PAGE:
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Discussion Starter · #1 ·
i have been around guns all my life and i have heard these terms just as long, but i have never understood what was meant so explain please.
i know what a .45 cal or .223. cal., ect is. what is meant by, for example a .45/70. demeaning is something i understand-so that is ok--go ahead and abuse me. if you want to know how to do it properly just contact my wife-she is wonderful at it.
blessings
 

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In the old days of black powder loads thats how they described their loads and a 45/70 was a 45cal propeled by 70gr. of black powder, npw go kiss your wife life isnt all that complicated. :D JIM
 

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Discussion Starter · #3 ·
i'll kiss her ifin it don't lead to sumthin else :lol: thanks fer the quick reply.
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ps- do i assume this means it has no revelance today?
 

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stupid question

The 45-70 does refer to the powder charge, and is not relevent only because the modern solid head cartridge case holds less powder than the original balloon head case, so a modern 45-70 cartridge will only hold 60 grains of black powder. A modern 44-40 or 38-40 hold 30 to 35 gr of black. Most people load them today with smokeless, unless they have an older gun, so the smokeless load bears no relation to the black powder weight. However, other designations lo might refer to dates, like the 30-06, referring to the date of adoption by the US Army Ordinance, of 1906. The 30-30 was 30 grains of a smokeless powder. 38-44 was a 38 cartridge desined for a S&W revolver on a 44 frame.
 

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That is true for the 45/70 but cartridge nomiclature is really confusing. For instance a 450/400 Nitro Express does refer to powder charge, instead it refers to the parent case from which this round was derived. This is also true of the 22/250 Remington. The parent case of course being the venerable 250/3000 Savage. In that instance the 3000 doesn't refer to powder charge or parent case, it refers to the velocity of the projectile... Bore diameters are also sort of interesting. When we say 22 as in .222 Remington what is the bore size? Actually there are what are considered 22 calibers that range from .222 (22 rimfire) to .228 (22 HighPower). By the way the 222 Remington actually has a .224 bore! arrrrrrrrrgg!!!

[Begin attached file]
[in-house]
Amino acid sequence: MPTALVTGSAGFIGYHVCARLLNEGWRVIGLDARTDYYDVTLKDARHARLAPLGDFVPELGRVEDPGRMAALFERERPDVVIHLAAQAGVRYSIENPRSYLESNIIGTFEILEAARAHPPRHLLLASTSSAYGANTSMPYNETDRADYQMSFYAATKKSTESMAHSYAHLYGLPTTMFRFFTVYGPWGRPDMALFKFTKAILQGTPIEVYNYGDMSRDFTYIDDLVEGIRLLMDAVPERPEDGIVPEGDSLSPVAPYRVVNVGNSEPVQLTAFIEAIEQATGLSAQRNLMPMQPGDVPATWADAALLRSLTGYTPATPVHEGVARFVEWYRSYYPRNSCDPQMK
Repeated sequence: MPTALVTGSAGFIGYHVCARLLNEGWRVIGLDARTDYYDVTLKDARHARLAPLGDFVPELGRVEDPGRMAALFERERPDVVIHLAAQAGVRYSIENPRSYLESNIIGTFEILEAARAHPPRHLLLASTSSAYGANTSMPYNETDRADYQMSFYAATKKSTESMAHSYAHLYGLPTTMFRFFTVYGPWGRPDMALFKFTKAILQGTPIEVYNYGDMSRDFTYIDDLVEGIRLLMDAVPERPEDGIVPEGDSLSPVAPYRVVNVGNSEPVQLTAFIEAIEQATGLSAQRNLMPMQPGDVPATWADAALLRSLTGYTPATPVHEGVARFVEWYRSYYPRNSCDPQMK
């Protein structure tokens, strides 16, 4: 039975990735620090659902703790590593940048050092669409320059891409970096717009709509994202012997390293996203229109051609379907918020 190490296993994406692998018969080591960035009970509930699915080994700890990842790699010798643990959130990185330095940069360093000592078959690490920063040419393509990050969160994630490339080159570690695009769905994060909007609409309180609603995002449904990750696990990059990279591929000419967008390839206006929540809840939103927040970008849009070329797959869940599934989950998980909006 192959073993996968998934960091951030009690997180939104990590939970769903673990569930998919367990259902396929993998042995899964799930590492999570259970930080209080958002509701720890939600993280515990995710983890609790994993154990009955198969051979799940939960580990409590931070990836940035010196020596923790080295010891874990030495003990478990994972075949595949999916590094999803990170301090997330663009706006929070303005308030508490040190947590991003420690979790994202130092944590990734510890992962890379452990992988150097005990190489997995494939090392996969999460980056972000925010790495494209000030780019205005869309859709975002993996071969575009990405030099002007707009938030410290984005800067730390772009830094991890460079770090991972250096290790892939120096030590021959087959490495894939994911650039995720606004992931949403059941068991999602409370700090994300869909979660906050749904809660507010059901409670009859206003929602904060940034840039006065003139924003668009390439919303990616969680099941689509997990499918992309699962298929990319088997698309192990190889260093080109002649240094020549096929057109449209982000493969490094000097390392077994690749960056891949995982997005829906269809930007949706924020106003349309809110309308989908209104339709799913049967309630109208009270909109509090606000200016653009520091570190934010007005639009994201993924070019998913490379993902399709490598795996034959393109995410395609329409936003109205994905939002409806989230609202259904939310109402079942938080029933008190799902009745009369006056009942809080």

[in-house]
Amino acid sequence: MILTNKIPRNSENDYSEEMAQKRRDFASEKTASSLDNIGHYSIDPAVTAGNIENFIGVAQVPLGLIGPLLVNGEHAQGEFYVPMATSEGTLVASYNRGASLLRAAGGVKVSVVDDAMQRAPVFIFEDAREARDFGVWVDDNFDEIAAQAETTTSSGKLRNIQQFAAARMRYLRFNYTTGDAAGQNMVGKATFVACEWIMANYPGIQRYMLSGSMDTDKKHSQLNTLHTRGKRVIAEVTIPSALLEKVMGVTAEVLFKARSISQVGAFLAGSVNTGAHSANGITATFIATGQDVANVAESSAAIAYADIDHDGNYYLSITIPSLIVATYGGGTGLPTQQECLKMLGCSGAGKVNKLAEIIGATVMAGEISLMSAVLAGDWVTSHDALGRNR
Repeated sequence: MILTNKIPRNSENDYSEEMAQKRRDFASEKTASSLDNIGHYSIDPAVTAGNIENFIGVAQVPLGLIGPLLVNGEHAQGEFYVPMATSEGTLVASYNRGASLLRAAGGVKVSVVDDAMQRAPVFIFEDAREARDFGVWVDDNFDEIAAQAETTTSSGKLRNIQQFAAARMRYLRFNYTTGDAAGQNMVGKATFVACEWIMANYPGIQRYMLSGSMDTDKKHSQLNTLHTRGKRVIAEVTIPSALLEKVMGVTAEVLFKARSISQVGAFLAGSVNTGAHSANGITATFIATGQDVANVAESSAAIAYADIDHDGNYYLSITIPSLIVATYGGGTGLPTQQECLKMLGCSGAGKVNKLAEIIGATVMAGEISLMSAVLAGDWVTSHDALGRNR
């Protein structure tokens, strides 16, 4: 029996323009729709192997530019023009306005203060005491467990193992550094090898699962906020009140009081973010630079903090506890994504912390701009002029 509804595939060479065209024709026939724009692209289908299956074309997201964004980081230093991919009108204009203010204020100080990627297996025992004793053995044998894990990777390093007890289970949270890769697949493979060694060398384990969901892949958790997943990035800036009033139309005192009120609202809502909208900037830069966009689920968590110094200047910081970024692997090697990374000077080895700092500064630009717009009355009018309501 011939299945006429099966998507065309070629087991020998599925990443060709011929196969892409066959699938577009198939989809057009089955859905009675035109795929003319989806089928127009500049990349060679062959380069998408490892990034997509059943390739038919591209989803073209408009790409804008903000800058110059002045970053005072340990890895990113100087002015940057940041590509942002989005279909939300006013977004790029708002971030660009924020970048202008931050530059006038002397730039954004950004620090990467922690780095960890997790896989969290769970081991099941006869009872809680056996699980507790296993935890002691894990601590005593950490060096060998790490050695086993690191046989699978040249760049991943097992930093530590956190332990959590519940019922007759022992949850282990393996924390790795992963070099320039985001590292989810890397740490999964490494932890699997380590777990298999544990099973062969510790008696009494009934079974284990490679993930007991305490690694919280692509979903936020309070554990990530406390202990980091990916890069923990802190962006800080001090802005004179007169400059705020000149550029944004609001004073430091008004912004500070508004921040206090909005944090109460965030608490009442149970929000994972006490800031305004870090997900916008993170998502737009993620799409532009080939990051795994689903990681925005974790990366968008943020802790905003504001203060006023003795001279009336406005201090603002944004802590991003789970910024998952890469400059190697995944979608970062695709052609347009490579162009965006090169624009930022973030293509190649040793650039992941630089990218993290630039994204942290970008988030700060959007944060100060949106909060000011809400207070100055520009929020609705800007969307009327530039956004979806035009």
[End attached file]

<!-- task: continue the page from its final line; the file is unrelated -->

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70 grains can be made to fit in a 45-70, vibration, drop tubes. Are two ways. It's a tight fit, but it works.
How about the 45-70-405? 45 Cal, 70 grains BP, 405grain bullet!
Kinda wish they were all that simple.
 

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Yes like everyone has explained there are alot of differences in the cartridge markings, get a real good reloading manual and they have a brief history of the caliber in some cases explaining it origin also another excellent book that I enjoy having around is CARTRIDGES OF THE WORLD it has current and obselete cartridges and a brief history of them lots of good reading when the wife dont want to be kissed. :D JIM
 

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Discussion Starter · #8 ·
you folks have been a world of help too me and i appreciate it--but now i'm really confused :oops: :oops: :wink: that is not to complain-but somehow i know an answer that i'm not sure about the question :eek: :grin: oh well when you folks deal with a dummy see what ya git.
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Once a teacher of mine said "The only stupid questions are the ones you don't ask." You may never get the answer if you don't ask.
 
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